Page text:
By the time Chester entered the Football League in 1931 they had already adopted what we now consider the traditional blue and white stripes but initially used green as a change strip. For their first ever Division Three North away fixture, at Wrexham, Chester were forced to switch to green because of a clash with the home side’s blue shirts. Hard to imagine now.

More recently, in an era of some truly awful shirts, City used green and black stripes as an alternative in 1995/96 and green and black checks in 1997/98. The 1995 option was actually described as jade and black and I personally rate it as one of the best away strips the club has used. The less said about the checked shirt the better.

1995/96 away shirt

1997/98 away shirt

When Chester changed from blue and white stripes to green and gold in 1959 it was reported in the Cheshire Observer that the switch was made to avoid changes when colours clashed at away grounds. These days it seems to be the done thing for a club to automatically revert to a different strip for away games but at the end of the 1950s clubs would only change shirts if absolutely necessary. Blue was a popular colour at the time and a number of other clubs appear to have changed in 1959 including Watford (blue to yellow) and Southend (blue to white). With Cardiff City reputedly changing from blue to red next season it’s interesting to note that there were no reported objections when the change was announced at Chester.

In changing to green Chester became one of only two teams to play in that colour alongside Plymouth Argyle. There doesn’t seem to be any explanation as to why green was chosen but it appears to have been chosen for its rarity value rather than as a conscious move to revert to the green used at the start of the twentieth century. There certainly seems to have been no rational reason why gold should be chosen for the collar and cuffs.

The change in colours marked the beginning of Stan Pearson’s first full season in charge. The former Manchester United and England international had taken over as player-manager in March 1959 but the new kit brought little luck and became associated with a particularly bad run in the club’s history. The “continental style” kit had its initial outing in the traditional trial game at Sealand Road when the first team wore it against the reserves and promptly lost 3-1. It made its first appearance in a league game at Notts County where Chester lost 2-1 after Eric Davis had given Pearson’s side a first half lead.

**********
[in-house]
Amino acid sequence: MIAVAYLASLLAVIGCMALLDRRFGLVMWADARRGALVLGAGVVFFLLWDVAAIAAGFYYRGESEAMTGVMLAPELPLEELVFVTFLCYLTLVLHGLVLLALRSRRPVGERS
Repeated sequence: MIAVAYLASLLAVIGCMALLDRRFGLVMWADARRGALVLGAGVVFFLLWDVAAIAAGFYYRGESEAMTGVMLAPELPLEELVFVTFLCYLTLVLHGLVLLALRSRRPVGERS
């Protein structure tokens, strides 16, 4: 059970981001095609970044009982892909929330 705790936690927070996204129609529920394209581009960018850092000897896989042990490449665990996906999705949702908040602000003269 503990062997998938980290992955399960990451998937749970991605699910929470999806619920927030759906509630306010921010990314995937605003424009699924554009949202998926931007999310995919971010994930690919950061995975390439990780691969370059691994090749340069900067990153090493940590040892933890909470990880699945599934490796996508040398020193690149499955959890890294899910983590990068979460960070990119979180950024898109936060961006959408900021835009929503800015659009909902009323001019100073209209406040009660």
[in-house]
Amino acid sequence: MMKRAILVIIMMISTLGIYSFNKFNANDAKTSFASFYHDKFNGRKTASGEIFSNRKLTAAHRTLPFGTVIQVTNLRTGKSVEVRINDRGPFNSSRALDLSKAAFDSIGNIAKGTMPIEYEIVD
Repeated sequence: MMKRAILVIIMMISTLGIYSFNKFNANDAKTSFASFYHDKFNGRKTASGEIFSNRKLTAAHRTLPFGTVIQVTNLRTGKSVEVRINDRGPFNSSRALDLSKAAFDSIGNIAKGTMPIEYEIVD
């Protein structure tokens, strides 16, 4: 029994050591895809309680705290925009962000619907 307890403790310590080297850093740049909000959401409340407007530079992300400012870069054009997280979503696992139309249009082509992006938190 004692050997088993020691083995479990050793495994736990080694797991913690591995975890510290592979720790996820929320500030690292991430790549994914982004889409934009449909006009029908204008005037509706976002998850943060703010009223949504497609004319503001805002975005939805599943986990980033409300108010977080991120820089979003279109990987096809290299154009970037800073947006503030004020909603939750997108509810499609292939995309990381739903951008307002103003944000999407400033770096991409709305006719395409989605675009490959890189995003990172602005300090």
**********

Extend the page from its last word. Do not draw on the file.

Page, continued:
Eric Davis scores the first goal in green at Notts County

Chester managed to narrowly avoid re-election in 1959/60 but the next two campaigns proved disastrous with two bottom of the league finishes. The green kit outlasted Pearson who was sacked after a 1-0 FA Cup defeat to non-league Morecambe at Sealand Road in November 1961. By that time Chester were in the middle of a run of 26 league games without a win and the green shirt was seen by some supporters as one of the factors behind this run.

In December, after a 3-2 home defeat to Aldershot, the Cheshire Observer reported that one gentleman in the boardroom had put the blame on defeat on the green shirts. There certainly seems to have been a general feeling amongst supporters that the colours were associated with bad luck and that the green was not bringing Chester the luck of the Irish. Many fans also expressed their regret that the traditional blue and white stripes had been abandoned as this was still associated with many pre-war achievements.

At the end of March 1962 the club announced they were discarding the green and gold and replacing it with white shirts with narrow blue vertical stripes and the new kit was first used in a friendly against German side Hamborn in April. Chester had briefly flirted with white shirts and black shorts in the weeks leading up to the announcement although ironically they were wearing the green and gold when the long run without a win was ended with a 4-1 victory over Chesterfield.

I’ve never seen a colour photograph of the old green shirt but even in the black and white pictures it comes across as an extremely lacklustre kit. Next season’s away shirt looks a lot more vibrant and it’s impossible to imagine it having the same disastrous effect as the early 1960s version.